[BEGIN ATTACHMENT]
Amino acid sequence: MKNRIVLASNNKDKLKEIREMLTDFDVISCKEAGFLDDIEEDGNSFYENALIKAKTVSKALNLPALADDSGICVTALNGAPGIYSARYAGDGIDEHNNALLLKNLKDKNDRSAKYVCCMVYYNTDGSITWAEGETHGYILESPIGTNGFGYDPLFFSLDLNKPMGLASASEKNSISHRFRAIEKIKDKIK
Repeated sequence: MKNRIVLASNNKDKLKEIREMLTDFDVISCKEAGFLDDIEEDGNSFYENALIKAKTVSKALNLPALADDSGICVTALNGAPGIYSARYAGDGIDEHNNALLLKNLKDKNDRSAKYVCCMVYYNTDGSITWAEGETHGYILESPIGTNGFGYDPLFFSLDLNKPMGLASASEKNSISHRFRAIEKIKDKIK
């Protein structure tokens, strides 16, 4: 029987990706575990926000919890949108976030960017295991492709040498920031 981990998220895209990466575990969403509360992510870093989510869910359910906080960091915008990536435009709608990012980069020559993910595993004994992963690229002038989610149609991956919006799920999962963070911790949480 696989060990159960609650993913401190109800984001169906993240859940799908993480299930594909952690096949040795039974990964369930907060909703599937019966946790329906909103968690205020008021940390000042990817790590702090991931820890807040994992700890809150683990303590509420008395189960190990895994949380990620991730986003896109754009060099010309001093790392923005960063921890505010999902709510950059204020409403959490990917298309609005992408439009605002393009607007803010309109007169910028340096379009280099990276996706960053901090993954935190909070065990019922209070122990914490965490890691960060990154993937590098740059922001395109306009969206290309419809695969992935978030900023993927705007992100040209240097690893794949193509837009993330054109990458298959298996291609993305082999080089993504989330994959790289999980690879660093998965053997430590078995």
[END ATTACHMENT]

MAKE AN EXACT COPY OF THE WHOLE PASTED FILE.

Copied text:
Amino acid sequence: MKNRIVLASNNKDKLKEIREMLTDFDVISCKEAGFLDDIEEDGNSFYENALIKAKTVSKALNLPALADDSGICVTALNGAPGIYSARYAGDGIDEHNNALLLKNLKDKNDRSAKYVCCMVYYNTDGSITWAEGETHGYILESPIGTNGFGYDPLFFSLDLNKPMGLASASEKNSISHRFRAIEKIKDKIK
Repeated sequence: MKNRIVLASNNKDKLKEIREMLTDFDVISCKEAGFLDDIEEDGNSFYENALIKAKTVSKALNLPALADDSGICVTALNGAPGIYSARYAGDGIDEHNNALLLKNLKDKNDRSAKYVCCMVYYNTDGSITWAEGETHGYILESPIGTNGFGYDPLFFSLDLNKPMGLASASEKNSISHRFRAIEKIKDKIK
């Protein structure tokens, strides 16, 4: 029987990706575990926000919890949108976030960017295991492709040498920031 981990998220895209990466575990969403509360992510870093989510869910359910906080960091915008990536435009709608990012980069020559993910595993004994992963690229002038989610149609991956919006799920999962963070911790949480 696989060990159960609650993913401190109800984001169906993240859940799908993480299930594909952690096949040795039974990964369930907060909703599937019966946790329906909103968690205020008021940390000042990817790590702090991931820890807040994992700890809150683990303590509420008395189960190990895994949380990620991730986003896109754009060099010309001093790392923005960063921890505010999902709510950059204020409403959490990917298309609005992408439009605002393009607007803010309109007169910028340096379009280099990276996706960053901090993954935190909070065990019922209070122990914490965490890691960060990154993937590098740059922001395109306009969206290309419809695969992935978030900023993927705007992100040209240097690893794949193509837009993330054109990458298959298996291609993305082999080089993504989330994959790289999980690879660093998965053997430590078995």